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Pediatric Cases and Expert Witnesses - Unique Factors

There are certain unique factors within a pediatric case that involve either the child affected or the circumstances surrounding the case that need exposure. Some of these factors may center around the medical aspect while others have a greater concern about behavior patterns, and there are some situations that require a psychological evaluation.

There exist a number of unique factors involved in a pediatric case when an expert witness must become involved. These primarily revolve around the age of the victim or child that has a connection to the claim or case. If the youth is the person that sustains an injury, the professional may need to explain the specific elements of the medical matter, behavioral complications or psychological issues that could arise based on the significantly younger age of the victim. The professional may even have a direct association with the doctor for the victim or plaintiff. This could lead to a criminal case where the expert works with prosecution or litigation with the professional as the designated expert witness for the plaintiff.

Age of the Child in the Case

Many cases involving children of younger years may require that the victim remains outside of the
courtroom during the ongoing trial. Some may even exclude any necessary testimony from the victim if doing so could damage the child further. However, when the young person needs to take part, he or she generally has a guardian or parent with him or her at all times. He or she may need extra coaching if testifying in court does occur. The expert witness attached to the pediatric case may need to corroborate or expound on the child’s testimony so there is a clear foundation for the information.

The Sympathy for the Child

When the child is the victim of some form of injury, whether abuse, violence or an accident, the jury has a higher degree of sympathy for the young person. This could create a bias against the defendant in either litigation or criminal cases. A full-scale investigation into the matter either by the expert or law enforcement may provide additional details for the subject matter. In claims for compensation, the testimony of the child may have corroborating details from the pediatric expert witness. The sympathy for the youth may increase after hearing his or her connection to the incident. Any harm caused by the defendant has a more negative light cast due to the connection with a child and the sympathy created for such claims.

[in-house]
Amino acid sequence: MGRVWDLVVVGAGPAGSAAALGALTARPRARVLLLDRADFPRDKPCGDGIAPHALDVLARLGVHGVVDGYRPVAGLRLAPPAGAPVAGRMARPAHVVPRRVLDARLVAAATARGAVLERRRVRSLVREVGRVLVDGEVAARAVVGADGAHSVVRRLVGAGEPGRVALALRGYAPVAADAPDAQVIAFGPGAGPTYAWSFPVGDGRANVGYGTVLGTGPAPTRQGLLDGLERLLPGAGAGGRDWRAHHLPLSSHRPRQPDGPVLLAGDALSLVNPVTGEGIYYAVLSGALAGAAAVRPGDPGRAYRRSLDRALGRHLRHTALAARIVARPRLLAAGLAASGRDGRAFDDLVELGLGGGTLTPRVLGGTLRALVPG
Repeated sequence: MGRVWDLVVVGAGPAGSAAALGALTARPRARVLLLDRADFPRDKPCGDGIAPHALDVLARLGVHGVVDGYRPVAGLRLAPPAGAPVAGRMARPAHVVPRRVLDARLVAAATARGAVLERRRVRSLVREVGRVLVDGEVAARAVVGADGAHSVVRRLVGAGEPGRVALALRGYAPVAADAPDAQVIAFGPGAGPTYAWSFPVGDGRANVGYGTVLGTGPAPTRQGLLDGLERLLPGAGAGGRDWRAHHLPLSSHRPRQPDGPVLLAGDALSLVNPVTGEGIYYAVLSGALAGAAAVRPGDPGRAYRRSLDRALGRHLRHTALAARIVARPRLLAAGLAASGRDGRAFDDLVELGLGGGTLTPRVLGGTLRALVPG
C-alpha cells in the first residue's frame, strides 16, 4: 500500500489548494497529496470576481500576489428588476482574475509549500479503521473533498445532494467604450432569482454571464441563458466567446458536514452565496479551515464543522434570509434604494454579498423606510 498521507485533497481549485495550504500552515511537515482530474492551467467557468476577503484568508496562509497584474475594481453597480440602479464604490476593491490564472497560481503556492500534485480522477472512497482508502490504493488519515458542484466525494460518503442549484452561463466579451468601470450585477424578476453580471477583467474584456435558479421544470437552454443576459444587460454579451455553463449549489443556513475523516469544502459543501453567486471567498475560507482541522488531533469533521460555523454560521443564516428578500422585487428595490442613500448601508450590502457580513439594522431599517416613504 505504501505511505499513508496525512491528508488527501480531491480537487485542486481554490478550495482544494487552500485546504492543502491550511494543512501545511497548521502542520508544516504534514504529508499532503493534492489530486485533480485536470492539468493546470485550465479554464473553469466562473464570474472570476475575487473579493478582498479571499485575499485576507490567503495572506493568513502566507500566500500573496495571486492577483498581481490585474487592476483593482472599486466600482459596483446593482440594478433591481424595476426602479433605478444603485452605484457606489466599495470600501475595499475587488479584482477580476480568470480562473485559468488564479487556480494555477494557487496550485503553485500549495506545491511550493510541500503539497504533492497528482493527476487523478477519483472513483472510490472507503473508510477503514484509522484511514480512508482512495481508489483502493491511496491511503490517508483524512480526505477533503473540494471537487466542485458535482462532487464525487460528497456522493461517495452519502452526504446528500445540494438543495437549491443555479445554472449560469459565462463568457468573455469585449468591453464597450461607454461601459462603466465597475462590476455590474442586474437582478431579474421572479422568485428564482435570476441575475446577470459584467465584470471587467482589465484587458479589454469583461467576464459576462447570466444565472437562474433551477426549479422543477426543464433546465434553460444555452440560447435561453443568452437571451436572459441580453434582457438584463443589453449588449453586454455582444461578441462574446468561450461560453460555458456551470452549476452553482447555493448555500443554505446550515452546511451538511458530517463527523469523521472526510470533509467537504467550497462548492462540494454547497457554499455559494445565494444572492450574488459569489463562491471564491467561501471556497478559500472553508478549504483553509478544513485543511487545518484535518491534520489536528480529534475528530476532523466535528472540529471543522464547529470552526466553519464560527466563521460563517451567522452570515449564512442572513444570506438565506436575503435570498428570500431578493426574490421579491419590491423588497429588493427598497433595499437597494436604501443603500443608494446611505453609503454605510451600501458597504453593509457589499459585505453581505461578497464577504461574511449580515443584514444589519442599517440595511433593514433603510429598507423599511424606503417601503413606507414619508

Impaired Children

When the case involves an injury that causes an impairment or disability to a young person, this may increase the success of a plaintiff or prosecution depending on the circumstances. For cases that involve criminal matters, the defendant may need to oppose or refute the testimony of a youth for his or her injuries at the hand of the defending party. In litigation, the plaintiff may present a claim with testimony of how the defendant is responsible for the injury either through a direct connection or through negligence. In medical cases, the pediatric expert will need to present evidence of medical records and details about the injuries involved.

Long-Term Effects and Development

An expert witness involved in pediatric cases may need to explain the long-term effects of injury to the body of a child. Broken bones, extensive internal damage and harm to the brain could all cause long-term alterations to the life of a young person. If the matter involves medical negligence or malpractice, the child could remain affected by disability, impairments to certain senses or healthcare conditions that harm him for years. The younger the youth is, the greater the harm he or she may experience due to the incident. Some unique factors exist if the injury occurs to a newborn baby.

The development of the child is important, and any injury or harm to the body of the youth could affect the developing system negatively. Harm to the brain could cause neurological effects. Damage to bones, tissues or ligaments may lead to limps or impaired motor skills. Emotional or psychological injury could alter the course of the development of the young person throughout his or her life.

The Expert’s Testimony in Pediatric Claims

A pediatric expert witness may need to explain how the incident affects the child specifically. The various unique factors that the claim may involve could change how much compensation is necessary or what type of criminal sentencing is necessary in criminal cases affecting younger victims.

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Disclaimer: While every effort has been made to ensure the accuracy of this publication, it is not intended to provide legal advice as individual situations will differ and should be discussed with an expert and/or lawyer.

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